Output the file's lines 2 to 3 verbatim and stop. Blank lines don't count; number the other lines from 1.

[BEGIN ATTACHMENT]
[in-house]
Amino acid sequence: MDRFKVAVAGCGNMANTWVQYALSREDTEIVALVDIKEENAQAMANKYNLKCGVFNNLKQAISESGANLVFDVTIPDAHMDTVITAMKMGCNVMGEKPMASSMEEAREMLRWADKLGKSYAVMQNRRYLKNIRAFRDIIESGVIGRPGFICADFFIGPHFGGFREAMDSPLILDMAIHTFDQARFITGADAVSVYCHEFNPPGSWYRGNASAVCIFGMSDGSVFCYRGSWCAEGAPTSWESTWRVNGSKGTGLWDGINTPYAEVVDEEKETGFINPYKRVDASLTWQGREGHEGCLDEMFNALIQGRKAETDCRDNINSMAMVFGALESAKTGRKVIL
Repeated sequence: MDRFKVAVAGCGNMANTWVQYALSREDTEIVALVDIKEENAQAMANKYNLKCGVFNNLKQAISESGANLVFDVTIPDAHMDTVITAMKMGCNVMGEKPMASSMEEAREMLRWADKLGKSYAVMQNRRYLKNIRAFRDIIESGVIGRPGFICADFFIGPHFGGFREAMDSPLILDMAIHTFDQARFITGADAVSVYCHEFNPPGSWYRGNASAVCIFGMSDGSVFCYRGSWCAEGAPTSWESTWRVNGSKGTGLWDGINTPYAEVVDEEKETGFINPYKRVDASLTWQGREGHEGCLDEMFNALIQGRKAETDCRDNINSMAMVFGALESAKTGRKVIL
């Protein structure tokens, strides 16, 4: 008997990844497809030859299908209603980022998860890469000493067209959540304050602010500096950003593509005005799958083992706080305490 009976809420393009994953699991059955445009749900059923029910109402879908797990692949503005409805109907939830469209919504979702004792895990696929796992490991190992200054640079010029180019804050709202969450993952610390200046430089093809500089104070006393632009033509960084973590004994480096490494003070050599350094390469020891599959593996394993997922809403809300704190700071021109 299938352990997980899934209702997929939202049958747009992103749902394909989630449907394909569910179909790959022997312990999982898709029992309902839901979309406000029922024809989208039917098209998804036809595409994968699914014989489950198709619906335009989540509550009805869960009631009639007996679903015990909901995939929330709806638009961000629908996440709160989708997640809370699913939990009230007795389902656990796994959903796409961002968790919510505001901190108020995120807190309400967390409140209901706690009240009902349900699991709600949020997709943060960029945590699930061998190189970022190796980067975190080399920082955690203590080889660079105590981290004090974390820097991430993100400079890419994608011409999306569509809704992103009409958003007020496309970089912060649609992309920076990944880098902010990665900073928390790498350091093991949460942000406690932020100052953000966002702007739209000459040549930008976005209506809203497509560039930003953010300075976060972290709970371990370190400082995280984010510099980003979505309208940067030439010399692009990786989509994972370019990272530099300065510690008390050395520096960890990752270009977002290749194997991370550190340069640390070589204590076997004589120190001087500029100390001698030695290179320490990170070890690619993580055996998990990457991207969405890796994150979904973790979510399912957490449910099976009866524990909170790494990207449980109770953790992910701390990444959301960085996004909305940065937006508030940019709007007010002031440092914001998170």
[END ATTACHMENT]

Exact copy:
Amino acid sequence: MDRFKVAVAGCGNMANTWVQYALSREDTEIVALVDIKEENAQAMANKYNLKCGVFNNLKQAISESGANLVFDVTIPDAHMDTVITAMKMGCNVMGEKPMASSMEEAREMLRWADKLGKSYAVMQNRRYLKNIRAFRDIIESGVIGRPGFICADFFIGPHFGGFREAMDSPLILDMAIHTFDQARFITGADAVSVYCHEFNPPGSWYRGNASAVCIFGMSDGSVFCYRGSWCAEGAPTSWESTWRVNGSKGTGLWDGINTPYAEVVDEEKETGFINPYKRVDASLTWQGREGHEGCLDEMFNALIQGRKAETDCRDNINSMAMVFGALESAKTGRKVIL
Repeated sequence: MDRFKVAVAGCGNMANTWVQYALSREDTEIVALVDIKEENAQAMANKYNLKCGVFNNLKQAISESGANLVFDVTIPDAHMDTVITAMKMGCNVMGEKPMASSMEEAREMLRWADKLGKSYAVMQNRRYLKNIRAFRDIIESGVIGRPGFICADFFIGPHFGGFREAMDSPLILDMAIHTFDQARFITGADAVSVYCHEFNPPGSWYRGNASAVCIFGMSDGSVFCYRGSWCAEGAPTSWESTWRVNGSKGTGLWDGINTPYAEVVDEEKETGFINPYKRVDASLTWQGREGHEGCLDEMFNALIQGRKAETDCRDNINSMAMVFGALESAKTGRKVIL